This post on how to retain tech talent was written by Dan DeMeyere, director of engineering at thredUP. NextView is an investor in thredUP, and this post originally appeared on their engineering team blog.
Retaining engineering talent has become an increasingly challenging task for any engineering manager in the Bay Area. Engineers have a lot of power in the current market and, as a result, it’s easy for engineers to leave and find a new position elsewhere. Hiring and onboarding new engineers are time consuming and expensive. A team that can mitigate turnover is a more productive and efficient team.
thredUP has been very fortunate regarding engineering retention. Our largest team, Web Engineering, has twelve engineers. In the past 3.5 years only one person has left in order to pursue a passion project after working with us for over five years. While luck may play a role, much of the credit for our great retention goes to the team. The culture they have built, the thoughtfulness that goes into the hiring process, and an emphasis on peer mentoring has helped keep engineers at thredUP. Even so, retention is still something I have to constantly focus on as an engineering manager.
For me, the first step in retention is identifying the motivating factors for every engineer. Is the engineer someone who loves the company and our mission? Is the engineer motivated by what they do professionally and the projects they work on? Is the engineer primarily motivated by money? These motivators are not mutually exclusive and therefore every engineer should be managed in a way that is tailored to their specific mix of motivators.
Next, I try to develop a mutually beneficial relationship that aligns the company’s objectives with the engineer’s desired career path. At thredUP, we call this relationship “professional development,” and it has been a big priority for us as a company. It’s the reason why I’m in the position I’m in today, and it plays an important role in our ability to retain talent.
As my manager does with me, I meet with my engineers frequently to discuss professional development. To facilitate opportunities for personal and professional growth for engineers while delivering on the company’s objectives requires a thorough understanding of every engineer’s desired career path. This is why communication is key to retention because it ensures that the needs of both the engineer and the company are met.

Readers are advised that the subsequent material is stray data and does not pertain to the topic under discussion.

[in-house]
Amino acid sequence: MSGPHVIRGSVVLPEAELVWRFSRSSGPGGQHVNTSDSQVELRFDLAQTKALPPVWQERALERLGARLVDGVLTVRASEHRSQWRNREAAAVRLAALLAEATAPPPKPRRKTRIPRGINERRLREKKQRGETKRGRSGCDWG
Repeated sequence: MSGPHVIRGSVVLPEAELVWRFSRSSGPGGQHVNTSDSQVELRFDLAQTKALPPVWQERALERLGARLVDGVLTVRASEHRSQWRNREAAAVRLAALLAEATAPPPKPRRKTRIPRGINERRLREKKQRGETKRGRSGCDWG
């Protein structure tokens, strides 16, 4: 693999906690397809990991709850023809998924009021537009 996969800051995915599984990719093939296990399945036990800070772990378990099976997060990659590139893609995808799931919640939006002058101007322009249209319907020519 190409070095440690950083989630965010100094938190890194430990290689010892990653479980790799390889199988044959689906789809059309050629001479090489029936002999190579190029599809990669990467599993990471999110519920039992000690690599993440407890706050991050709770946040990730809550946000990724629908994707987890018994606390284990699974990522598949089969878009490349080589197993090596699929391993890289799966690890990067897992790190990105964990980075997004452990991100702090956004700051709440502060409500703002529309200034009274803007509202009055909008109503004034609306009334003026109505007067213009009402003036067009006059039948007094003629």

Once I know what kind of opportunities will motivate engineers, we work together to build a roadmap. This step can be a challenging endeavor and it requires thoughtful planning, but thankfully there’s a great book, The Alliance, that provides a framework for how to structure these professional development roadmaps.
(Editor’s note: The Alliance was written by LinkedIn founder Reid Hoffman. We heard the founding story of LinkedIn in episode 2 of the NextView podcast, Traction. Find it on SoundCloud, iTunes, and Stitcher.)
The Alliance identifies different “tours of duty” an employee/employer can embark on based on the motivators of the employee. For example, an early employee or engineer that identifies personally with the company’s mission will be well suited for a “foundational tour.” This is a long-term tour focused on improving an employee’s ability to provide maximum value for the company.
If an engineer is more motivated by following a desired career path — for example, becoming an engineering manager or a technical lead — then they would be more suited to the “transformational tour.” In these cases, developing a roadmap is as simple as determining where the engineer is now, where they want to go, and what milestones lie in between. Once you attach timelines to each milestone, the relationship for this tour becomes a transparent series of check-ins discussing where they are at in the current milestone and how I can help them get to the next one.
Of all of the tours listed in The Alliance, the “rotational tour” is the one I use most often. Engineers looking to learn new technologies, solve difficult problems, and deepen their technical skill-sets tend to thrive when they’re able to rotate through big projects that expose them to the technical opportunities they’re looking for. The hardest part of this type of tour is aligning projects that serve both the company’s objectives and engineer’s professional desires. I work very closely with our product team (feature roadmap) and our CTO (technical roadmap) to discover and align these opportunities as early in the process as possible.
Sometimes opportunities for engineers fall into place effortlessly and other times you have to work hard to facilitate the opportunities engineers are looking for. At the end of the day, the more effort and energy you invest in professional development, the more the team will yield in terms of retention, motivation, and job satisfaction.